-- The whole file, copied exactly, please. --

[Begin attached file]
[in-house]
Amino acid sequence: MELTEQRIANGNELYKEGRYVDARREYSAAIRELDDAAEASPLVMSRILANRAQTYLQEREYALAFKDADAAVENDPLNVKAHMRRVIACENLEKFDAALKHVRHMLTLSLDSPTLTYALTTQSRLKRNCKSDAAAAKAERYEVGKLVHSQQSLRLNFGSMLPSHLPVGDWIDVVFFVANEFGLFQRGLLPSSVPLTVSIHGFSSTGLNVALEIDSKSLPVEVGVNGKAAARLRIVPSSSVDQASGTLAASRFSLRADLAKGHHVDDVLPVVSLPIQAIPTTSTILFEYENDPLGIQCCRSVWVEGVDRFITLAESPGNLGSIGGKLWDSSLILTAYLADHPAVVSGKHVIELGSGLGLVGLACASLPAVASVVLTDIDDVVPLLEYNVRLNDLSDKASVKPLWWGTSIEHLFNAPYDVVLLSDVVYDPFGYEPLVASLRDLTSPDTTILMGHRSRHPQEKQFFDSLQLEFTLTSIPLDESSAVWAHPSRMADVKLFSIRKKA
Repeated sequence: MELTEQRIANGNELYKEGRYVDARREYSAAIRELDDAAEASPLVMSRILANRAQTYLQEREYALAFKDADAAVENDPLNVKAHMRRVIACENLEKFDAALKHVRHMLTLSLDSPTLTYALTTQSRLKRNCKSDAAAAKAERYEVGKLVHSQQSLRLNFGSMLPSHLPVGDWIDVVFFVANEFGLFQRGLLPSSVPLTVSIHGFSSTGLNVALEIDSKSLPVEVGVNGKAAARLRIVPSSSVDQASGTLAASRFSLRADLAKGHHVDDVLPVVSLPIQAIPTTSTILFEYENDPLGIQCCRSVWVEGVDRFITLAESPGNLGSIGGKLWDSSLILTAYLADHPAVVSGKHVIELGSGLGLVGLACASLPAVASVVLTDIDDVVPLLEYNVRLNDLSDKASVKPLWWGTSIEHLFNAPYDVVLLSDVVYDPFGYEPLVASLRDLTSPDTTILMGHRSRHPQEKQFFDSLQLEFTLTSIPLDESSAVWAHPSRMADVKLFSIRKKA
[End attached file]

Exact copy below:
[in-house]
Amino acid sequence: MELTEQRIANGNELYKEGRYVDARREYSAAIRELDDAAEASPLVMSRILANRAQTYLQEREYALAFKDADAAVENDPLNVKAHMRRVIACENLEKFDAALKHVRHMLTLSLDSPTLTYALTTQSRLKRNCKSDAAAAKAERYEVGKLVHSQQSLRLNFGSMLPSHLPVGDWIDVVFFVANEFGLFQRGLLPSSVPLTVSIHGFSSTGLNVALEIDSKSLPVEVGVNGKAAARLRIVPSSSVDQASGTLAASRFSLRADLAKGHHVDDVLPVVSLPIQAIPTTSTILFEYENDPLGIQCCRSVWVEGVDRFITLAESPGNLGSIGGKLWDSSLILTAYLADHPAVVSGKHVIELGSGLGLVGLACASLPAVASVVLTDIDDVVPLLEYNVRLNDLSDKASVKPLWWGTSIEHLFNAPYDVVLLSDVVYDPFGYEPLVASLRDLTSPDTTILMGHRSRHPQEKQFFDSLQLEFTLTSIPLDESSAVWAHPSRMADVKLFSIRKKA
Repeated sequence: MELTEQRIANGNELYKEGRYVDARREYSAAIRELDDAAEASPLVMSRILANRAQTYLQEREYALAFKDADAAVENDPLNVKAHMRRVIACENLEKFDAALKHVRHMLTLSLDSPTLTYALTTQSRLKRNCKSDAAAAKAERYEVGKLVHSQQSLRLNFGSMLPSHLPVGDWIDVVFFVANEFGLFQRGLLPSSVPLTVSIHGFSSTGLNVALEIDSKSLPVEVGVNGKAAARLRIVPSSSVDQASGTLAASRFSLRADLAKGHHVDDVLPVVSLPIQAIPTTSTILFEYENDPLGIQCCRSVWVEGVDRFITLAESPGNLGSIGGKLWDSSLILTAYLADHPAVVSGKHVIELGSGLGLVGLACASLPAVASVVLTDIDDVVPLLEYNVRLNDLSDKASVKPLWWGTSIEHLFNAPYDVVLLSDVVYDPFGYEPLVASLRDLTSPDTTILMGHRSRHPQEKQFFDSLQLEFTLTSIPLDESSAVWAHPSRMADVKLFSIRKKA